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May 10, 2014

YouTube | RT has uploaded Republicans seek to build new 'high level' detainee facility in Gitmo.



RT has uploaded Republicans seek to build new 'high level' detainee facility in Gitmo
Republicans seek to build new 'high level' detainee facility in Gitmo
RT
Barack Obama has repeatedly vowed, and failed, to close Guantanamo Bay prison. And now some legislators actually want almost a hundred million dollars to construct new areas in the camp able to house over one hundred and fifty terror suspects, without trial or hearing. For more let's talk live to public defender Carlos Warner who represents twelve detainees at Guantanamo.

YouTube | RT has uploaded Keiser Report: The Speculation Game (E599).



RT has uploaded Keiser Report: The Speculation Game (E599)
Keiser Report: The Speculation Game (E599)
RT
In this episode of the Keiser Report, Max Keiser and Stacy Herbert discuss the warning from legendary stock market speculator, Jesse Livermore, that speculation is "not a game for the stupid, the mentally lazy, the person of inferior emotional balance, or the get-rich-quick adventurer. They will die poor." And, yet, speculation has become the economic model for a nation of stupid and mentally lazy speculator-taxpayers. They also discuss splat collateralized debt obligations and fracking Walden Pond to pay off our bad debts. In the second half, Max interviews Steve Keen, author of Debunking Economics, about housing bubbles, falling wages and why Mom & Pop investors are always wrong.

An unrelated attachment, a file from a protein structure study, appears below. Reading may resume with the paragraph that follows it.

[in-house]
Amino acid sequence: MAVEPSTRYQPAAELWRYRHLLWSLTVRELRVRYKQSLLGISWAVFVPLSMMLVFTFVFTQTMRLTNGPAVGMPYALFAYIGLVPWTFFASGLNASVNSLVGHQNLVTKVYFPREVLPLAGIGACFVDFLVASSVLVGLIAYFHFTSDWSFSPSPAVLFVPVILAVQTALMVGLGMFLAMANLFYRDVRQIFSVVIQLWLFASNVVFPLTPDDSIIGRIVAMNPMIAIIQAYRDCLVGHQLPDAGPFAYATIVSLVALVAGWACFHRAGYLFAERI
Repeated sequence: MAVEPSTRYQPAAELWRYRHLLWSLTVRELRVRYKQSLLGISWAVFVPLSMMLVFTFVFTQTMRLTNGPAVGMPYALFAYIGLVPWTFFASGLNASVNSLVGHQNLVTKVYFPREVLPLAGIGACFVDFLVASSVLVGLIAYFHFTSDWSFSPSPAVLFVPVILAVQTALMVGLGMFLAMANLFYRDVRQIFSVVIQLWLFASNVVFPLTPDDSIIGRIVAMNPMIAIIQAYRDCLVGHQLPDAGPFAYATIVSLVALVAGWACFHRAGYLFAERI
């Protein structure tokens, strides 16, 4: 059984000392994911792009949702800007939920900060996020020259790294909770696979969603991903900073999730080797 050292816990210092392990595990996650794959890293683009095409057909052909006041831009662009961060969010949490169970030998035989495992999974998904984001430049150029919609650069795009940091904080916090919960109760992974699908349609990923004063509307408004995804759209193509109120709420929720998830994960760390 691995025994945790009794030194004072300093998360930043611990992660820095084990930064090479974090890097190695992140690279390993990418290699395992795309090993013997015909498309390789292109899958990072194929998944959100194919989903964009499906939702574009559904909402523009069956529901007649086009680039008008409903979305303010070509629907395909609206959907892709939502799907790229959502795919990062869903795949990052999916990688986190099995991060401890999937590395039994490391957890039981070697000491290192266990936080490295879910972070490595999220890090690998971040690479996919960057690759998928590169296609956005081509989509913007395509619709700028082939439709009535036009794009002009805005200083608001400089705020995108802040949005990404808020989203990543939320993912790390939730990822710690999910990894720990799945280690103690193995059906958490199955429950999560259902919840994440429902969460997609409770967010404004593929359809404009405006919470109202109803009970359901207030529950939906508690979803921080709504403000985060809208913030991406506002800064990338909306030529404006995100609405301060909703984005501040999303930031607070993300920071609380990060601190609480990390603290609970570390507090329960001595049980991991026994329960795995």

NYT | Today's Top Headlines - May 10, 2014: Top News: U.S. Officers Kill Armed Civilians in Yemen Capital.

The New York TimesMost Popular | Video |

Today's Headlines

Saturday, May 10, 2014


Top News
Yemenis gathered at the scene of a bomb blast that targeted a troop carrier near two Western embassies in Sana, the capital, on Friday. The barber-shop shooting happened two weeks ago.
U.S. Officers Kill Armed Civilians in Yemen Capital

By ERIC SCHMITT

A United States Special Operations commando and a C.I.A. officer killed two armed Yemeni civilians who tried to kidnap them in the capital two weeks ago, American officials said on Friday.
President Vladimir V. Putin of Russia attended a parade on Friday in Crimea, a territory which came under his control in March.
From Crimea, Putin Trumpets Mother Russia

By NEIL MacFARQUHAR

The Russian president traveled to Sevastopol, where he used the anniversary of victory over the Nazis to assert that Moscow had the right to annex the peninsula.